When I was at the point of posting yesterday's entry I had second thoughts and almost hit "delete" instead of "publish." I should have. After closer study this morning, I've determined that the Goerids I found yesterday were, species, Goera fuscula, not Goera calcarata.
The thing that bothered me yesterday -- that drove me to look at these insects again -- was the size. The larva that I examined was 11 mm: Beaty has "8-9 mm" for G. calcarata, but "9-11mm" for G. fuscula. So let's have a look at Beaty's description of G. fuscula.
G. fuscula -- larvae 9-11 mm; 4 pairs of sclerites on metanotum; sternal thoracic plates distinct; face with central area smooth; posterior carina sharp and high. Mountains only. Rare with less that 15 BAU records. (Beaty, "The Trichoptera of North Carolina," p. 87)
1. As I've already noted, the larva that I pulled from its case and measured was 11 mm; the case was 12 mm.
2. There are indeed 4 pairs of sclerites on the metanotum, not 3! If you look directly down on the dorsum of the metanotum you'll only see three, but if you turn the larva on its side, you'll then see the 4th. (Sclerites are bounded, dark spots on the fleshy body, normally containing setae.)
3. And yes, the sternal thoracic plates are distinct. That's the first thing I noted this morning. That on its own eliminates G. calcarata for the ID.
4. Head/face -- it's flat, almost depressed, surrounded by a quite clear carina.
Another look at the carina and head/face in a photo from my friend in Sugar Hollow.
Goera fuscula. The tolerance value remains undetermined since it's an uncommon species.
One other point of interest on Goera in general. On Friday, when my friend and I went to that small stream in Sugar Hollow, she saw some cases that looked like Goera. They appeared to be sealed off for pupation, but she took them home for a look. After a time, the larvae emerged -- the cases weren't sealed off at all!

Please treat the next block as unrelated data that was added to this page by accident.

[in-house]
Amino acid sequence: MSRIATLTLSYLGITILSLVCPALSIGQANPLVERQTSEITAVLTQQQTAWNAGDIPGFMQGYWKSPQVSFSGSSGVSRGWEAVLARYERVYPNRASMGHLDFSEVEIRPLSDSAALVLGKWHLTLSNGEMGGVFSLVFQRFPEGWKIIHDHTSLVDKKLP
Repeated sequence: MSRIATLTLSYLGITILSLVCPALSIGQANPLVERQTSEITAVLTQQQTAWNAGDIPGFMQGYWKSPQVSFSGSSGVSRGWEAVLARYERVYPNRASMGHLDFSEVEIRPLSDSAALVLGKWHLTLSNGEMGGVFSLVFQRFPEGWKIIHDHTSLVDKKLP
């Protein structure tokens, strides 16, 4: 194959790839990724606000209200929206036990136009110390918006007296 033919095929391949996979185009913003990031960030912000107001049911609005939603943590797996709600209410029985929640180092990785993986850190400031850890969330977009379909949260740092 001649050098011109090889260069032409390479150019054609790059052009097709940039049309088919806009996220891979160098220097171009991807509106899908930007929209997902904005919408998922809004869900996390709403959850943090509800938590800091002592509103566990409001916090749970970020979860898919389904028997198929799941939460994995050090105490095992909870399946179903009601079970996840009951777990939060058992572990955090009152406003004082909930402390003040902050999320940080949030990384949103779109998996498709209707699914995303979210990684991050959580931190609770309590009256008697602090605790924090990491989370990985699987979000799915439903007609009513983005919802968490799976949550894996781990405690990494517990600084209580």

The same thing happened to me yesterday. Here's what I saw.
I was initially disappointed since I knew by the cases that these were Goerids: but then they emerged.
When I was reading Glenn Wiggins (Larvae of the North American Caddisfly Genera, 2nd edition, 1996) on the Goerids, I discovered that this is characteristic of the Goerids. Look at this photo from my friend's collection, then I'll quote from his book.
"Larvae of the Goeridae are characterized by major modifications to the thoracic nota. The pronotum is enlarged and thickened laterally; sclerotized plates of the mesonotum are subdivided into two or three pairs of smaller sclerites, and the mesepisternum is extended anterad as a prominent process. These modifications are integrated to form a set of close-fitting sclerites forming an operculum that closes off the anterior opening of the case when the larva withdraws."(Wiggins, p. 226)
So, if you find one of these cases and it appears to be sealed -- don't be too sure!